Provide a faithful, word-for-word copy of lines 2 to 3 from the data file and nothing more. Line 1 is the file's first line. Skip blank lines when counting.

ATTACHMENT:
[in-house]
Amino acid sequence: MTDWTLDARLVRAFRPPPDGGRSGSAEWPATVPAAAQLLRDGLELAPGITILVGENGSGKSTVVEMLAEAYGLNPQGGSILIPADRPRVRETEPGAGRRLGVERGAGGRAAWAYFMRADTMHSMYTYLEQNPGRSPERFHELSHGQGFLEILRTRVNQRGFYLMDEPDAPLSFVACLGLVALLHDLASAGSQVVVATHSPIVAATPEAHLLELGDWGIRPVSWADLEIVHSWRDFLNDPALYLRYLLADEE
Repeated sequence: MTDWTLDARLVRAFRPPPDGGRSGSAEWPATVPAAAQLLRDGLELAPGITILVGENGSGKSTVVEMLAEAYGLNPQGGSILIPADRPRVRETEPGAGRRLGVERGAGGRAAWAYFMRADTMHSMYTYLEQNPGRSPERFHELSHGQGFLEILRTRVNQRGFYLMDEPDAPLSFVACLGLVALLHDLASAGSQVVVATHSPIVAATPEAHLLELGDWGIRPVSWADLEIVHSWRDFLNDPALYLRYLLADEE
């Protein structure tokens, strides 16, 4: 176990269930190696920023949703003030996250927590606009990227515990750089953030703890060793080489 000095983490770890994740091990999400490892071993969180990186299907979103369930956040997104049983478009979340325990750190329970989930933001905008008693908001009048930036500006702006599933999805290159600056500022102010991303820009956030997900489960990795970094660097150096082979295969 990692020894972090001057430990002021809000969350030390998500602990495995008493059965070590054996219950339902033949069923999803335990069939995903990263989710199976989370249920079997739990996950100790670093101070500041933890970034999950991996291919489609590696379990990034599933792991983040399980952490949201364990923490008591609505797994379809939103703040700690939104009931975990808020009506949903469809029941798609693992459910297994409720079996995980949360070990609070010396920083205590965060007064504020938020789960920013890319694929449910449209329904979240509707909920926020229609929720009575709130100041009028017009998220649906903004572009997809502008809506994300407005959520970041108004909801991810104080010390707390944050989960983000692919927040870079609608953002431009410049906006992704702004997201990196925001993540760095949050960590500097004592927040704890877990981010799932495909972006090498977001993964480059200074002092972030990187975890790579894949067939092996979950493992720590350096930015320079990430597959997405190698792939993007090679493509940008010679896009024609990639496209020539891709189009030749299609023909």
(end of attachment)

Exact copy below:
Amino acid sequence: MTDWTLDARLVRAFRPPPDGGRSGSAEWPATVPAAAQLLRDGLELAPGITILVGENGSGKSTVVEMLAEAYGLNPQGGSILIPADRPRVRETEPGAGRRLGVERGAGGRAAWAYFMRADTMHSMYTYLEQNPGRSPERFHELSHGQGFLEILRTRVNQRGFYLMDEPDAPLSFVACLGLVALLHDLASAGSQVVVATHSPIVAATPEAHLLELGDWGIRPVSWADLEIVHSWRDFLNDPALYLRYLLADEE
Repeated sequence: MTDWTLDARLVRAFRPPPDGGRSGSAEWPATVPAAAQLLRDGLELAPGITILVGENGSGKSTVVEMLAEAYGLNPQGGSILIPADRPRVRETEPGAGRRLGVERGAGGRAAWAYFMRADTMHSMYTYLEQNPGRSPERFHELSHGQGFLEILRTRVNQRGFYLMDEPDAPLSFVACLGLVALLHDLASAGSQVVVATHSPIVAATPEAHLLELGDWGIRPVSWADLEIVHSWRDFLNDPALYLRYLLADEE